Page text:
Costly year for weather disasters as storm and flood events add up
Written by staff reporter
Hurricane Michael is estimated to have a financial impact on the US economy of US$15bn, according to Aon's calculations. Storms in Europe meanwhile resulted in economic losses of more than US$3.7bn, with Italy bearing the brunt.
These are the findings from Aon’s Impact Forecasting team's monthly Global Catastrophe Recap report, which evaluates the impact of the natural disaster events that occurred worldwide during October 2018.
Hurricane Michael killed 45 people in the United States, as it became the strongest tropical cyclone on record to strike the Florida Panhandle and the fourth strongest hurricane to make landfall on the US mainland.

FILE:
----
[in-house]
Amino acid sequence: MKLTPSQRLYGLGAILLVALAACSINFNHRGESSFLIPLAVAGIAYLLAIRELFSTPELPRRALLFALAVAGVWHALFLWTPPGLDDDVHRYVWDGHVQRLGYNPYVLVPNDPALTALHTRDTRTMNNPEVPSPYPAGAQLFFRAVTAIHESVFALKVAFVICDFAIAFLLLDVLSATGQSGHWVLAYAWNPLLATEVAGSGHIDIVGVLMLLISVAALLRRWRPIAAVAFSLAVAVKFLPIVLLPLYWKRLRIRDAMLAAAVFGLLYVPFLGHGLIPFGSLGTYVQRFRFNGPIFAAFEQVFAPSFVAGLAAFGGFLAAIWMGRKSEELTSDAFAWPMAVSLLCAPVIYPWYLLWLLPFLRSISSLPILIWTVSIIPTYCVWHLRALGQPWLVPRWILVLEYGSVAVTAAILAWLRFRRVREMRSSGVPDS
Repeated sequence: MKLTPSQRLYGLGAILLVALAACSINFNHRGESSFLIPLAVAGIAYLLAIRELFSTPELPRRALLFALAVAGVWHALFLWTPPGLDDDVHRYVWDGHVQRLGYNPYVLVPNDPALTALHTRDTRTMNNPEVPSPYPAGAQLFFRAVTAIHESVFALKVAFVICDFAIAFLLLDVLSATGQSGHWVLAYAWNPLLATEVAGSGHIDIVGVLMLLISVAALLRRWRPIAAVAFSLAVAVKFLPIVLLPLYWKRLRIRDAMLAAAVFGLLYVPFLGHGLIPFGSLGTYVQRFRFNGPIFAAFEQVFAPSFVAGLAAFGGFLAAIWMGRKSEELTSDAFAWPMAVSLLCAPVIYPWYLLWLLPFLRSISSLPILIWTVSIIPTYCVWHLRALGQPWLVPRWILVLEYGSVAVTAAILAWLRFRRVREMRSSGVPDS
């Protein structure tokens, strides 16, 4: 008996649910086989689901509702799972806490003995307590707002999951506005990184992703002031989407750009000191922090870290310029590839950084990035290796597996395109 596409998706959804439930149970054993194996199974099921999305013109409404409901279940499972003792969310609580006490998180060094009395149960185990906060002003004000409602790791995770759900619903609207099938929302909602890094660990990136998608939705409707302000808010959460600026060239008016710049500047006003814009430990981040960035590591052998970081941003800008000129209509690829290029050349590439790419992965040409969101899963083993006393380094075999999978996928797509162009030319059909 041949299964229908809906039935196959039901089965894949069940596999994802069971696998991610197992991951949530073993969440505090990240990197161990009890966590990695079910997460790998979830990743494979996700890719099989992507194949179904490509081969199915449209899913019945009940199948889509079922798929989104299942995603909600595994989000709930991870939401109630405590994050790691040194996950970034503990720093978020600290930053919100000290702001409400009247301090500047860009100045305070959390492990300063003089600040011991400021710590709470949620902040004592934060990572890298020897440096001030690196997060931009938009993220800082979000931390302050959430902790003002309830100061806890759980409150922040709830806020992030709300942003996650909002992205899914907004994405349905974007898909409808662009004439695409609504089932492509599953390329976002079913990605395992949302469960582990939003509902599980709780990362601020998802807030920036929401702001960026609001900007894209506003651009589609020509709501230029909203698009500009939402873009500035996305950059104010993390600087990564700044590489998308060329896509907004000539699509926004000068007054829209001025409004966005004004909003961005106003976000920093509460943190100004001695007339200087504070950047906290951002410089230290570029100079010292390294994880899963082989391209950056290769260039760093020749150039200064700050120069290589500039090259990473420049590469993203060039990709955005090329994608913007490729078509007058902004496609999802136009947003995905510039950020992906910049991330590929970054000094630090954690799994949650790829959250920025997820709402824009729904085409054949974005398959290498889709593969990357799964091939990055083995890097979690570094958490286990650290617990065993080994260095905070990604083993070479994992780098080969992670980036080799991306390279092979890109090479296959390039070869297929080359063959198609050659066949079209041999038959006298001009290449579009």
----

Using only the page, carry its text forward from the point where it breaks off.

Of the total economic losses from Michael – including physical damage and net loss business interruption – public and private insurers are thought likely to incur payouts of at least US$8bn.
Other costly and deadly flood events swept through Europe during the month – including the extratropical remnants of Hurricane Leslie coming ashore in Portugal – with a combined economic loss likely to minimally reach into the hundreds of millions.
Michal Lorinc, an analyst within Impact Forecasting’s Catastrophe Insight team, said: “While the majority of the headlines in October centered around the significant impacts from Hurricane Michael, other regions of the globe additionally endured notable catastrophes. In Europe, a series of costly storm and flood events led to a multi-billion-dollar financial impact, with much of the damage incurred to property and agriculture in Italy. The continent, which has been marked by numerous windstorms, severe drought conditions, and prolonged flood events, is currently on track to have its costliest year for weather disasters since 2013.”